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Routes by which pathogens associated with livestock slurries & manure may be transferred from farm to wider environment - WA0804

Description
The overall objective of the project is to investigate the routes by which management of livestock slurries and manures during housing, storage and land spreading may lead to pathogens being transferred from the farm to the wider environment.
Initially, a desk study will be undertaken to quantify and prioritise all the demonstrated and theoretically probable pathogen loss routes from the farm, by drawing on the scientific literature and practical experience. Full use will be made of previously commissioned MAFF, FSA and SERAD funded research results, and on-farm experience in assessing pathogen loss routes.
Replicated field-scale experimental work will be undertaken on existing hydrologically isolated plots under grazing grassland and manure management (Rowden site at IGER, North Wyke), and where contrasting liquid and solid manure types have been applied to grassland (ADAS Rosemaund and IGER North Wyke) and arable land (ADAS Boxworth). The studies will examine the processes and routes involved in the transmission of pathogens to surface and ground waters. Losses of viable pathogens will be quantified using generic E. coli and a non-pathogenic K12 marker strain and, where feasible, using manures naturally infected with Salmonella, Campylobacter, Listeria and Cryptosporidium. Aerosol transmission of pathogens during slurry and dirty water spreading will be studied, again using the K12 marker strain.
An assessment will be made of the relative risks of transmission to the wider environment, and the threat to public health of any pathogen losses identified. Also, practical and cost-effective ways to reduce any such risks to an acceptable level will be considered, and the suggested control options compared with current practice and recommendations in the Codes of Good Agricultural Practice.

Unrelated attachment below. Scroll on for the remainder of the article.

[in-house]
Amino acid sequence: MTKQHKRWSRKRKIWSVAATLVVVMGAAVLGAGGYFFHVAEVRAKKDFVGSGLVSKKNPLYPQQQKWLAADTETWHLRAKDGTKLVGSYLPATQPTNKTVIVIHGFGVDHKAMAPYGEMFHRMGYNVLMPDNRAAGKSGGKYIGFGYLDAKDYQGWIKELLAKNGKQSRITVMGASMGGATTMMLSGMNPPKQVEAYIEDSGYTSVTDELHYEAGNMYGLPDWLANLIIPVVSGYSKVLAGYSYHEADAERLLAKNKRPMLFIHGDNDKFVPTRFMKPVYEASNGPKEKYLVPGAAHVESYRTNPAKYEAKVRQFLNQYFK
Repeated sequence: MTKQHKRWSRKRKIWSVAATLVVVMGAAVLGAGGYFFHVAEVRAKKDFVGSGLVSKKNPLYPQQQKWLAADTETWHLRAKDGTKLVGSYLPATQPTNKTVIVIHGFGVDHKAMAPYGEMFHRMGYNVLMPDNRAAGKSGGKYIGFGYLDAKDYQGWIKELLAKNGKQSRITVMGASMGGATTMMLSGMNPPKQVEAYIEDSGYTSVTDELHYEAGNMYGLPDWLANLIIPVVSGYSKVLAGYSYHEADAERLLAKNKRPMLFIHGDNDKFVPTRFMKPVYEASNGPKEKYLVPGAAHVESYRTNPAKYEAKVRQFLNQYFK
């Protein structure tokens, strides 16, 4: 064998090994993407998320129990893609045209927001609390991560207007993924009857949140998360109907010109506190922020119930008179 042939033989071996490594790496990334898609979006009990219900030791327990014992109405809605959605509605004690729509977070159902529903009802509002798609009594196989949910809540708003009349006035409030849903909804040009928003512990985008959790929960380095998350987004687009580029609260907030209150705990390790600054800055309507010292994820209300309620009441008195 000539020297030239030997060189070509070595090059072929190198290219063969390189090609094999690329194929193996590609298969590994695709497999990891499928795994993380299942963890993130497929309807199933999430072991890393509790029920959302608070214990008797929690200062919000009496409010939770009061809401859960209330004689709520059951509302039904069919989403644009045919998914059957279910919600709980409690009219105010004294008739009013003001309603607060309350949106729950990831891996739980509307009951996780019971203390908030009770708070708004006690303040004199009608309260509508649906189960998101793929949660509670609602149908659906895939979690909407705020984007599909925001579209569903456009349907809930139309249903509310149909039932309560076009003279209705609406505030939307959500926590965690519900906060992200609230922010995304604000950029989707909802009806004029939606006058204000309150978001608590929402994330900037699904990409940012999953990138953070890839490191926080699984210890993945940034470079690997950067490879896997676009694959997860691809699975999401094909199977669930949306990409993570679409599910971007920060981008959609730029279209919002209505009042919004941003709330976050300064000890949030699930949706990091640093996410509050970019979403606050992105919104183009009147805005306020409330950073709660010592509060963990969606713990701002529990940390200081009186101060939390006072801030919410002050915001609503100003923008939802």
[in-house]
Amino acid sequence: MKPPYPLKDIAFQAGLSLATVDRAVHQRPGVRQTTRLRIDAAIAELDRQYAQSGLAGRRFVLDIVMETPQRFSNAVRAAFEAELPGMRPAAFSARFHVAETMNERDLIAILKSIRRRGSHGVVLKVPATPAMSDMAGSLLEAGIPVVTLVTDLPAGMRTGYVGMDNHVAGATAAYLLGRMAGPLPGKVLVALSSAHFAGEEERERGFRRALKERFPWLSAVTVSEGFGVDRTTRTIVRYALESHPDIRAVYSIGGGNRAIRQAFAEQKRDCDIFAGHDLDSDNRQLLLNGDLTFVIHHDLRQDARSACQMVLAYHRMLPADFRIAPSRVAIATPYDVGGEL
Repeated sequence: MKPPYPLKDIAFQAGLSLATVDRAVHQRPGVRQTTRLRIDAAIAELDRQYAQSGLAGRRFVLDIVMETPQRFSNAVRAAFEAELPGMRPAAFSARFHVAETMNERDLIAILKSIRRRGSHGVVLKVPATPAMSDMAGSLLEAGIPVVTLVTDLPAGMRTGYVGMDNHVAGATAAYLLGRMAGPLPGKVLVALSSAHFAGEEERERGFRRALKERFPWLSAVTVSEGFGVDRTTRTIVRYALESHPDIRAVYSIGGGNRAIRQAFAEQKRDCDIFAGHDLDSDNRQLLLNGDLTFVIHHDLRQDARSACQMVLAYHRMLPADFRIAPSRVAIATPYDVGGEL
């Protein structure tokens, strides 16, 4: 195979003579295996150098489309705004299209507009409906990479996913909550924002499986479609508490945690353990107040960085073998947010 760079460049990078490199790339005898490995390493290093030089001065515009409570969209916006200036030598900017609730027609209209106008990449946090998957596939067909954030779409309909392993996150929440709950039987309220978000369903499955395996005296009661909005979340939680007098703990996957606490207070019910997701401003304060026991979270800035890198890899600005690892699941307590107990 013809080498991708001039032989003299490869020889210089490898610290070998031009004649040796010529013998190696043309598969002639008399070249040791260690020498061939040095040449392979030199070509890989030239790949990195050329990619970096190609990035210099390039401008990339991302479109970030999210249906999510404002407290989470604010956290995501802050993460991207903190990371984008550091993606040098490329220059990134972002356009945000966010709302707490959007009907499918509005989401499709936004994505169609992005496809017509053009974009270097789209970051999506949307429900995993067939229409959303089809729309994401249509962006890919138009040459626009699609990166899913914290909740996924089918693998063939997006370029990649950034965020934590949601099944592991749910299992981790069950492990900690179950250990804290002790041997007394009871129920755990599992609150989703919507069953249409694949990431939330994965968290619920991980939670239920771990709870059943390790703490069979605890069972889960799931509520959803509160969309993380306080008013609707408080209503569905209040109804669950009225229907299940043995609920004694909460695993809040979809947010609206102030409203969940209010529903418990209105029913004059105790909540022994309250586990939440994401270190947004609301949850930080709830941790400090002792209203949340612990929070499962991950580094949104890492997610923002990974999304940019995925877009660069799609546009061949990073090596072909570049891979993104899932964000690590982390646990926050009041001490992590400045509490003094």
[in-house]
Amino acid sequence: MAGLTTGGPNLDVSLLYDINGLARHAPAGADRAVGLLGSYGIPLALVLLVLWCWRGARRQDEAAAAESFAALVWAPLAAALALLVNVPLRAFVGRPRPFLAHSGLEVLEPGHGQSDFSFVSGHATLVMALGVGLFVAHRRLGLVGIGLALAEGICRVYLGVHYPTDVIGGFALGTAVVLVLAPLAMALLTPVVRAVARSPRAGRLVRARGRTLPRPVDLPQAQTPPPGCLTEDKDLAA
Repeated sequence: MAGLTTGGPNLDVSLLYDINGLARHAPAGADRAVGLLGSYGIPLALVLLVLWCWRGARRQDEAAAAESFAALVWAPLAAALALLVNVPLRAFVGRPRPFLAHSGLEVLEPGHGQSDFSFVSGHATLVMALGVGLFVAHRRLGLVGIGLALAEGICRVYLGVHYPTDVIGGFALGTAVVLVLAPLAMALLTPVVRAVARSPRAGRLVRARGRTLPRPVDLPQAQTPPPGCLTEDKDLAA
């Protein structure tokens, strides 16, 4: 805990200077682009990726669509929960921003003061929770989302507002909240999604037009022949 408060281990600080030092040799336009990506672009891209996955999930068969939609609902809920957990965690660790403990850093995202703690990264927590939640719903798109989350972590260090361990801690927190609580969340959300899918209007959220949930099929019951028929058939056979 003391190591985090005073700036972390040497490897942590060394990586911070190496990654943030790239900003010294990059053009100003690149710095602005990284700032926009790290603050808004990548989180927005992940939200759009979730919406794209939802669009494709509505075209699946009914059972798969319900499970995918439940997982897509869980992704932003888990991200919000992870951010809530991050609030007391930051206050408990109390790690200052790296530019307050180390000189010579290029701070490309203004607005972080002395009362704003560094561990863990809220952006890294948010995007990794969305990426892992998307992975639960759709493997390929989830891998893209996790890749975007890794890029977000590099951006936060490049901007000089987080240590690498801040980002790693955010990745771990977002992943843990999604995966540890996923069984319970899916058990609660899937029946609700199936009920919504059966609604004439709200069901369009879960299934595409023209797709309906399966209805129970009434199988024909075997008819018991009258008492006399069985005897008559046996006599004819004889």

The research described in this proposal will assess the relative importance of different pathogen transfer routes, the processes involved and will provide advice on ways of reducing the risks. The work will enhance the scientific basis for MAFF policy and guidance enabling manures to be applied to agricultural land in a sustainable manner, without presenting unacceptable risks of pathogen transfer to the wider environment.
Objective
To investigate the routes by which management of livestock slurries and manures during housing, storage and land spreading may lead to pathogens being transferred from the farm to the wider environment.
The detailed objectives are to:
(1) Quantify and prioritise all the possible pathogen loss routes from the farm to the wider environment, by drawing on the results of existing work and practical experience.
(2) Examine the routes and processes involved in the transmission of pathogens during and following landspreading, and quantify losses of viable pathogens to the water and air environments.
(3) Assess the relative risks of pathogen transmission to the wider environment, the food chain and the public.
(4) Formulate practical and cost-effective recommendations to reduce any such risks to an acceptable level, that could be incorporated into future revisions of the Codes of Good Agricultural Practice
(5) Produce a prioritised set of recommendations for further research.
Project Documents
• Final Report : Routes by which pathogens associated with livestock slurries & manure may be transferred from farm to wider environment   (577k)
Time-Scale and Cost
From: 2001

To: 2004

Cost: £382,735
Contractor / Funded Organisations
ADAS UK Ltd.
Keywords
Environmental Protection              
Land Contamination              
Peer Review              
Pollution              
Sustainable Production              
Fields of Study
Environmental Protection - Agriculture